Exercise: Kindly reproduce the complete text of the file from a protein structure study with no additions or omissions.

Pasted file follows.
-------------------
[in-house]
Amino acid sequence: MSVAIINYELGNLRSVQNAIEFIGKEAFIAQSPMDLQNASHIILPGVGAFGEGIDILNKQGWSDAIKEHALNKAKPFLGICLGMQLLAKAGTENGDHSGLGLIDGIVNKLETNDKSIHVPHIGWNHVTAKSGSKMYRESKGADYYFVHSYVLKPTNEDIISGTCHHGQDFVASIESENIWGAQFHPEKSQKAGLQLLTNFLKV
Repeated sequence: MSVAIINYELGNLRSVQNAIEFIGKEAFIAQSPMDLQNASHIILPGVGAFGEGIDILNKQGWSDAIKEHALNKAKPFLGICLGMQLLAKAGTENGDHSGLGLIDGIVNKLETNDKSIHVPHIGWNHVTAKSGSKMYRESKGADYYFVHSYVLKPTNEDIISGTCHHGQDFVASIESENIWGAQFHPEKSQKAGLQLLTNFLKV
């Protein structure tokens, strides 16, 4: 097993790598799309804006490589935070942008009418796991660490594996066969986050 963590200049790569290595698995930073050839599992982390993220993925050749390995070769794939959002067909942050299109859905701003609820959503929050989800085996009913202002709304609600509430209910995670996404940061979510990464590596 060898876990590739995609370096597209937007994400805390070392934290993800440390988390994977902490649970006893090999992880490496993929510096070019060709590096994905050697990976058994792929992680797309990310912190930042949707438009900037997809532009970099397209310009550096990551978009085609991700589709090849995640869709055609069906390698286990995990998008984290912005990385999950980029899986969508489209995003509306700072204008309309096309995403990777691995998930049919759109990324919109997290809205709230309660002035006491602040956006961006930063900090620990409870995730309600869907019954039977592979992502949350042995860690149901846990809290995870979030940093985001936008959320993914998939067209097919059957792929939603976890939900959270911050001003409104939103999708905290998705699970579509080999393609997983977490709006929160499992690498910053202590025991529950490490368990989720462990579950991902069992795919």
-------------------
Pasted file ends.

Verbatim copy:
[in-house]
Amino acid sequence: MSVAIINYELGNLRSVQNAIEFIGKEAFIAQSPMDLQNASHIILPGVGAFGEGIDILNKQGWSDAIKEHALNKAKPFLGICLGMQLLAKAGTENGDHSGLGLIDGIVNKLETNDKSIHVPHIGWNHVTAKSGSKMYRESKGADYYFVHSYVLKPTNEDIISGTCHHGQDFVASIESENIWGAQFHPEKSQKAGLQLLTNFLKV
Repeated sequence: MSVAIINYELGNLRSVQNAIEFIGKEAFIAQSPMDLQNASHIILPGVGAFGEGIDILNKQGWSDAIKEHALNKAKPFLGICLGMQLLAKAGTENGDHSGLGLIDGIVNKLETNDKSIHVPHIGWNHVTAKSGSKMYRESKGADYYFVHSYVLKPTNEDIISGTCHHGQDFVASIESENIWGAQFHPEKSQKAGLQLLTNFLKV
């Protein structure tokens, strides 16, 4: 097993790598799309804006490589935070942008009418796991660490594996066969986050 963590200049790569290595698995930073050839599992982390993220993925050749390995070769794939959002067909942050299109859905701003609820959503929050989800085996009913202002709304609600509430209910995670996404940061979510990464590596 060898876990590739995609370096597209937007994400805390070392934290993800440390988390994977902490649970006893090999992880490496993929510096070019060709590096994905050697990976058994792929992680797309990310912190930042949707438009900037997809532009970099397209310009550096990551978009085609991700589709090849995640869709055609069906390698286990995990998008984290912005990385999950980029899986969508489209995003509306700072204008309309096309995403990777691995998930049919759109990324919109997290809205709230309660002035006491602040956006961006930063900090620990409870995730309600869907019954039977592979992502949350042995860690149901846990809290995870979030940093985001936008959320993914998939067209097919059957792929939603976890939900959270911050001003409104939103999708905290998705699970579509080999393609997983977490709006929160499992690498910053202590025991529950490490368990989720462990579950991902069992795919």